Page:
And that feeling was common throughout the motorsports industry.
In recent years, he continued to appear occasionally on Speed and more regularly on the Indianapolis Motor Speedway Radio Network. All the time he continued to write the Editor’s Notebook and promote what had become known as “his” newspaper.
Through the years Economaki has received countless awards including the NASCAR Award of Excellence, and been elected to numerous Halls of Fame, most notably the Motorsports Hall of Fame of America, National Sprint Car Hall of Fame and National Midget Auto Racing Hall of Fame.
Economaki appeared as himself in the racing movies “Stroker Ace” and “Six Pack.” His voice was also used in “Winning.”
He was preceded in death by his wife Tommye and is survived by his two daughters — Corinne and Tina — and two grandchildren.
A wake will be held in Economaki’s honor Oct. 1 from 4 to 8 p.m. at Nativity Church in Midland Park, N.J. His life will be celebrated with a funeral mass at the Nativity Church at 10:30 a.m. Oct. 2.
The family has asked that in lieu of flowers, donations be made to the International Motor Racing Research Center in Economaki’s name: 610 South Decatur Street, Watkins Glen, N.Y. 14891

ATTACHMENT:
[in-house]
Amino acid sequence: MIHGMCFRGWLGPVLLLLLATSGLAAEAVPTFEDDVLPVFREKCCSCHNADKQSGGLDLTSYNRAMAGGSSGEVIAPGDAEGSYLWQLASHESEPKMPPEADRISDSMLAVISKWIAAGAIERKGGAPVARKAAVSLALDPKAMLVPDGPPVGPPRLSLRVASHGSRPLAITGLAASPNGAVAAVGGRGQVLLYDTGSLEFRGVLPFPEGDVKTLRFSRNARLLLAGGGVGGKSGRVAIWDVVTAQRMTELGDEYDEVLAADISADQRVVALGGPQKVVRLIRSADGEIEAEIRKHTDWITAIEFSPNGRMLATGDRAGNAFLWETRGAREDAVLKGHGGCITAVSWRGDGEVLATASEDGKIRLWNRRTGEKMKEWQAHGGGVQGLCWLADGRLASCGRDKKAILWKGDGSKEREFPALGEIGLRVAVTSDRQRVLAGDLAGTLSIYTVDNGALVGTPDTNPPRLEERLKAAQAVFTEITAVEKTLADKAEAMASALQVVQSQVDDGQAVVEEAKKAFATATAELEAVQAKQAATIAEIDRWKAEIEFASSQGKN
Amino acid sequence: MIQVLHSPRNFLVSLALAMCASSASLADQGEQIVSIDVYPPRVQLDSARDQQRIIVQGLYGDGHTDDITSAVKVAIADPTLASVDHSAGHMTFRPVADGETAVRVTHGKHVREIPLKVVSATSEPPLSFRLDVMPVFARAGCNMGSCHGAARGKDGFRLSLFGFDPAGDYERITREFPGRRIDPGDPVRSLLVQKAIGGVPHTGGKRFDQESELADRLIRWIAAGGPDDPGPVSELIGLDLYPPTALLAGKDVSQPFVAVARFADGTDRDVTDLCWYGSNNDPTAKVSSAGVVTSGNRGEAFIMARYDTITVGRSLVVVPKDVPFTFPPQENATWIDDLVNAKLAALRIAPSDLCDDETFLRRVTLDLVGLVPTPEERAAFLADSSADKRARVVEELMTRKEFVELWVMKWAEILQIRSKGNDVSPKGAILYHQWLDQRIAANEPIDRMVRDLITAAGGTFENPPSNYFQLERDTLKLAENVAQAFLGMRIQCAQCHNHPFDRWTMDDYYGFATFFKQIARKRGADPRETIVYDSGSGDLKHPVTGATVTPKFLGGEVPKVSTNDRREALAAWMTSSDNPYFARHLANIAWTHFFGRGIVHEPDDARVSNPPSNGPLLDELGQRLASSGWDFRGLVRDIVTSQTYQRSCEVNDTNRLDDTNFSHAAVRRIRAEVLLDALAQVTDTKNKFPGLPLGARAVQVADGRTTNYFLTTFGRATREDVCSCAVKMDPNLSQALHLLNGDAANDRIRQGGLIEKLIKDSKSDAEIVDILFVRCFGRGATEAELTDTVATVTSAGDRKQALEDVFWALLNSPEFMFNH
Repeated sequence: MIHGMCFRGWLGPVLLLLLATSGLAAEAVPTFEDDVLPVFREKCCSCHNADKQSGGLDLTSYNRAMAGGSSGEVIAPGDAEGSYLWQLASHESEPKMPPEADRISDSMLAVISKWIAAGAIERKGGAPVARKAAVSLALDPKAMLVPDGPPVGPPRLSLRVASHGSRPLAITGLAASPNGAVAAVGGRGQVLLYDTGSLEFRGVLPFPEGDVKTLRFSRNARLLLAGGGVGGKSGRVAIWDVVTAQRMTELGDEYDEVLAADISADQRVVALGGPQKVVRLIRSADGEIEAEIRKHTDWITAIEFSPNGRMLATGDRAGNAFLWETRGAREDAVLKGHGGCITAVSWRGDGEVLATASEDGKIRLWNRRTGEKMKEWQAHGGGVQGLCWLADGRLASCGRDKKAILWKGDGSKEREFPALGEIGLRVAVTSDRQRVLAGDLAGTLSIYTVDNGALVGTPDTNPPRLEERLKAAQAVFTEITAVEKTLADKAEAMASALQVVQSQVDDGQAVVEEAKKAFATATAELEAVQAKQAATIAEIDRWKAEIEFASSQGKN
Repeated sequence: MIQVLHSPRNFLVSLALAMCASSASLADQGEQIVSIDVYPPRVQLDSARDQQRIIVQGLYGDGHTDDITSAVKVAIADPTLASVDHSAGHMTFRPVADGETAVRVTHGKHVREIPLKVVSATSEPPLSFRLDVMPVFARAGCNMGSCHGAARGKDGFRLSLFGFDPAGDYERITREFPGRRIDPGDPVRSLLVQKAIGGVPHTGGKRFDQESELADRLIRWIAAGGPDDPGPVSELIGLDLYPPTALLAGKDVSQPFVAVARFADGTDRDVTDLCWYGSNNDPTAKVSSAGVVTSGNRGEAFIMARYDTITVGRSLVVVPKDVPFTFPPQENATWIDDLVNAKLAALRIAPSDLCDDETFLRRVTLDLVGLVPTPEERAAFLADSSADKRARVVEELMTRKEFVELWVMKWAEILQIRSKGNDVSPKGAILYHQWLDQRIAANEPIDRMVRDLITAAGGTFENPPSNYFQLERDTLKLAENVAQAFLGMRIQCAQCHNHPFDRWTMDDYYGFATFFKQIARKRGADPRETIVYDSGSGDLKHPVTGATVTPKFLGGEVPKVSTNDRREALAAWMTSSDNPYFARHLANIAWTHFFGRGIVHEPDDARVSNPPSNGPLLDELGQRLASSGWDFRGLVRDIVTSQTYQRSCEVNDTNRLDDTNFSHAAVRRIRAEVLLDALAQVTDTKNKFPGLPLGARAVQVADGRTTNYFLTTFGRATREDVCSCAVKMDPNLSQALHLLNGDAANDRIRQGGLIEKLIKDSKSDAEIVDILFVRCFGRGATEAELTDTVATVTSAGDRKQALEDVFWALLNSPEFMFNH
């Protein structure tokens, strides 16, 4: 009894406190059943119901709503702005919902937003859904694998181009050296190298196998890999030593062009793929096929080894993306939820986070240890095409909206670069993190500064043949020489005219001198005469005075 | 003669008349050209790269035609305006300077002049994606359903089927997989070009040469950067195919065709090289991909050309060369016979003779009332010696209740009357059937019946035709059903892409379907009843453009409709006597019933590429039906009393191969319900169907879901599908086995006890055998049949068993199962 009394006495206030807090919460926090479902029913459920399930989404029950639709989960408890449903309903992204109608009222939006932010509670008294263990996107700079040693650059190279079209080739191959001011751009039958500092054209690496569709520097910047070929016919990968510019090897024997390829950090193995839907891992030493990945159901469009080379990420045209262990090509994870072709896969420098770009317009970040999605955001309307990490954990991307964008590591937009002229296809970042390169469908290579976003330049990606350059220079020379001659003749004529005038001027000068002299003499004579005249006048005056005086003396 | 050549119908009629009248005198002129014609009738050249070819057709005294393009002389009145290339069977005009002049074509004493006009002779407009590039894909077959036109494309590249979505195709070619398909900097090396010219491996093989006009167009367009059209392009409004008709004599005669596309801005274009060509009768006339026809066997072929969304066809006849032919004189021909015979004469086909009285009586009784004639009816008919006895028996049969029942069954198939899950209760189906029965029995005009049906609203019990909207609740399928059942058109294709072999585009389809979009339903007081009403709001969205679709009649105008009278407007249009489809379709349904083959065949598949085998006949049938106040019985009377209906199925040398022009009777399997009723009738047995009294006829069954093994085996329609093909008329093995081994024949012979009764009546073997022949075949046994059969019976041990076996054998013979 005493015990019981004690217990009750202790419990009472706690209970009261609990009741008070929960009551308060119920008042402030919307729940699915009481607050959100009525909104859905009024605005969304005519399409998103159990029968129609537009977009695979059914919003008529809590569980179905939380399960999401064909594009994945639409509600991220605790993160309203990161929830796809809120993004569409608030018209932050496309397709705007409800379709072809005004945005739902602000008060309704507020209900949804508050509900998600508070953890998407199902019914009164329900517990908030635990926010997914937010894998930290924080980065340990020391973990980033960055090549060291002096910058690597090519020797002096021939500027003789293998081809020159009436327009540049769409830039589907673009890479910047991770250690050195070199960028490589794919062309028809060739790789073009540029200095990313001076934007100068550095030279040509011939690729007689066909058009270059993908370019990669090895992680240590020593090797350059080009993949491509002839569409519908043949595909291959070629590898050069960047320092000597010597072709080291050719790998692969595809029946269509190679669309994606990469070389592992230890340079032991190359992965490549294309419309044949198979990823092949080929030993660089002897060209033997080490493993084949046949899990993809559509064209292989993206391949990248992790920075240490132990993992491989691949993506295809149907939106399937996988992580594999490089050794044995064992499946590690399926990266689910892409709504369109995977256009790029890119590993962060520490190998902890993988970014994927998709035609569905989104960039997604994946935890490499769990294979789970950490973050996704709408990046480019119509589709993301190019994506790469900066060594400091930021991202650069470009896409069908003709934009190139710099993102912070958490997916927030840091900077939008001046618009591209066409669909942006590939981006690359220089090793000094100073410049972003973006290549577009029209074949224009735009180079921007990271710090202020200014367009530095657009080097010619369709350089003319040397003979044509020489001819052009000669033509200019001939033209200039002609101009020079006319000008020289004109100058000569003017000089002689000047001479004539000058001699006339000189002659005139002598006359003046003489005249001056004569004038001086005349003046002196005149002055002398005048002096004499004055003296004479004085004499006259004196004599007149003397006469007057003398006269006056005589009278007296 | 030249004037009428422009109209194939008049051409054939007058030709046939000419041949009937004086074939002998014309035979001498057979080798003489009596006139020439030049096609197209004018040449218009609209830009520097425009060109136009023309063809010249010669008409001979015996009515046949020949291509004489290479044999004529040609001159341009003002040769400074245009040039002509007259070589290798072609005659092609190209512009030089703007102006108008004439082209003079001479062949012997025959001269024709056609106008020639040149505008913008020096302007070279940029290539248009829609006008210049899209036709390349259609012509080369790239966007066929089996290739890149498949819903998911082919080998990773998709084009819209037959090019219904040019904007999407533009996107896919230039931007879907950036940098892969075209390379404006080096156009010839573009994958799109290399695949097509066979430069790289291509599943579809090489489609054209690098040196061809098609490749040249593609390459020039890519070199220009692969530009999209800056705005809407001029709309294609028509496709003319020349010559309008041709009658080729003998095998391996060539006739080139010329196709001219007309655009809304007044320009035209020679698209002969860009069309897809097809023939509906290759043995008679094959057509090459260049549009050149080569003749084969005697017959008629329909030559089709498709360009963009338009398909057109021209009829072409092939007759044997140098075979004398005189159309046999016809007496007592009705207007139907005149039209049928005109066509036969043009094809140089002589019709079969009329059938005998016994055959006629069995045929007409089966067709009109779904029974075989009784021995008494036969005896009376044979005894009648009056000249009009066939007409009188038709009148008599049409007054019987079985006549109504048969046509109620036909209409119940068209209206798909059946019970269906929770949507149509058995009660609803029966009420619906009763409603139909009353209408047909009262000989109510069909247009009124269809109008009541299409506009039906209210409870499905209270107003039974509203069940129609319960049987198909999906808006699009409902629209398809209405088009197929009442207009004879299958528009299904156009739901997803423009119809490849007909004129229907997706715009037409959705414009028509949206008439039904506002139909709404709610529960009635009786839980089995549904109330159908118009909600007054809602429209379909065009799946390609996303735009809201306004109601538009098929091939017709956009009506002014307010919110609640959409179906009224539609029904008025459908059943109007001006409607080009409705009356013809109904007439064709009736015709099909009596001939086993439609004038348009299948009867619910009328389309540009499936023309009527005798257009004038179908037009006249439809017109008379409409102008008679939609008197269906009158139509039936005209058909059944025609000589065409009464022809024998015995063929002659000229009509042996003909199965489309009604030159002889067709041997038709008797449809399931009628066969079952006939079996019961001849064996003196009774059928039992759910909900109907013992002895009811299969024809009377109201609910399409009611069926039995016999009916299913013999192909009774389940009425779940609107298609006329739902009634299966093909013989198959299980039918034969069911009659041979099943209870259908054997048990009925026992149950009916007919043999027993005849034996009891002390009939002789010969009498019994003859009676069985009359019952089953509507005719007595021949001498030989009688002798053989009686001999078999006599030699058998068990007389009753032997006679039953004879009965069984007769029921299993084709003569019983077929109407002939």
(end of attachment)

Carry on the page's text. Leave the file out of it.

MORE ABOUT THE LIFE OF CHRIS ECONOMAKI:
SPEED is going to air the 2006 Wind Tunnel Special Economaki: Eyewitness to American Racing History tonight at 11 p.m. EST. Please tune in and check it out.
Read more here.
A young Chris Economaki sits in a midget in the 1930s. [National Speed Sport News archive photo]
Chris Economaki, “the Dean of American Motorsports” and one of the world’s premier auto racing journalists and a familiar face to NHRA race fans during ABC’s Wide World of Sports coverage of NHRA racing in the 1970s, died Sept. 28. He was 91.
“The entire NHRA community is saddened to learn of the passing of Chris Economaki,” said Tom Compton, president, NHRA. “He and NHRA founder Wally Parks were great friends, and Wally always appreciated Chris’ efforts to recognize the power and intense competition of NHRA drag racing. He was a familiar face in the pits at NHRA events throughout the years and worked as a pit reporter for ABC’s coverage of the sport in the 1960s and ‘70s. We send our condolences to his immediate family, his many friends and colleagues and his legion of fans in the world of motorsports.“